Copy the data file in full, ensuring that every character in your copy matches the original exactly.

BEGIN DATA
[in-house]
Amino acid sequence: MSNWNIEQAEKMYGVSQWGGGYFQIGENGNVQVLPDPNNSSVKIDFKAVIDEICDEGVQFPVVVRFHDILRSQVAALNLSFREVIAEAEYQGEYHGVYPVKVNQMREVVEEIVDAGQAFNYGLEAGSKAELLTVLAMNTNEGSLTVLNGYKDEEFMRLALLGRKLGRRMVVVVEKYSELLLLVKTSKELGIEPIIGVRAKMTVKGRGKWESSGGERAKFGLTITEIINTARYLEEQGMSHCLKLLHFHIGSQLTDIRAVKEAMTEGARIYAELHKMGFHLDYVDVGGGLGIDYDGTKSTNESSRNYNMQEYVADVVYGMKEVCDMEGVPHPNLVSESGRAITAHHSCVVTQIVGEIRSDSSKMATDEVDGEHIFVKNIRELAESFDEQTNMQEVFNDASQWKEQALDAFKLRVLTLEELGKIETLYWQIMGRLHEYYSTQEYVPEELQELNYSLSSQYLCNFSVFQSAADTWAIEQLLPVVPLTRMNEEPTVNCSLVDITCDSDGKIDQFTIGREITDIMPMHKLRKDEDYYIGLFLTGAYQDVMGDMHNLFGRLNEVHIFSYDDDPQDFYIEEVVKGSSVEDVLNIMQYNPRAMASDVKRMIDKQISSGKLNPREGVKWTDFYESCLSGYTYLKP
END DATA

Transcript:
[in-house]
Amino acid sequence: MSNWNIEQAEKMYGVSQWGGGYFQIGENGNVQVLPDPNNSSVKIDFKAVIDEICDEGVQFPVVVRFHDILRSQVAALNLSFREVIAEAEYQGEYHGVYPVKVNQMREVVEEIVDAGQAFNYGLEAGSKAELLTVLAMNTNEGSLTVLNGYKDEEFMRLALLGRKLGRRMVVVVEKYSELLLLVKTSKELGIEPIIGVRAKMTVKGRGKWESSGGERAKFGLTITEIINTARYLEEQGMSHCLKLLHFHIGSQLTDIRAVKEAMTEGARIYAELHKMGFHLDYVDVGGGLGIDYDGTKSTNESSRNYNMQEYVADVVYGMKEVCDMEGVPHPNLVSESGRAITAHHSCVVTQIVGEIRSDSSKMATDEVDGEHIFVKNIRELAESFDEQTNMQEVFNDASQWKEQALDAFKLRVLTLEELGKIETLYWQIMGRLHEYYSTQEYVPEELQELNYSLSSQYLCNFSVFQSAADTWAIEQLLPVVPLTRMNEEPTVNCSLVDITCDSDGKIDQFTIGREITDIMPMHKLRKDEDYYIGLFLTGAYQDVMGDMHNLFGRLNEVHIFSYDDDPQDFYIEEVVKGSSVEDVLNIMQYNPRAMASDVKRMIDKQISSGKLNPREGVKWTDFYESCLSGYTYLKP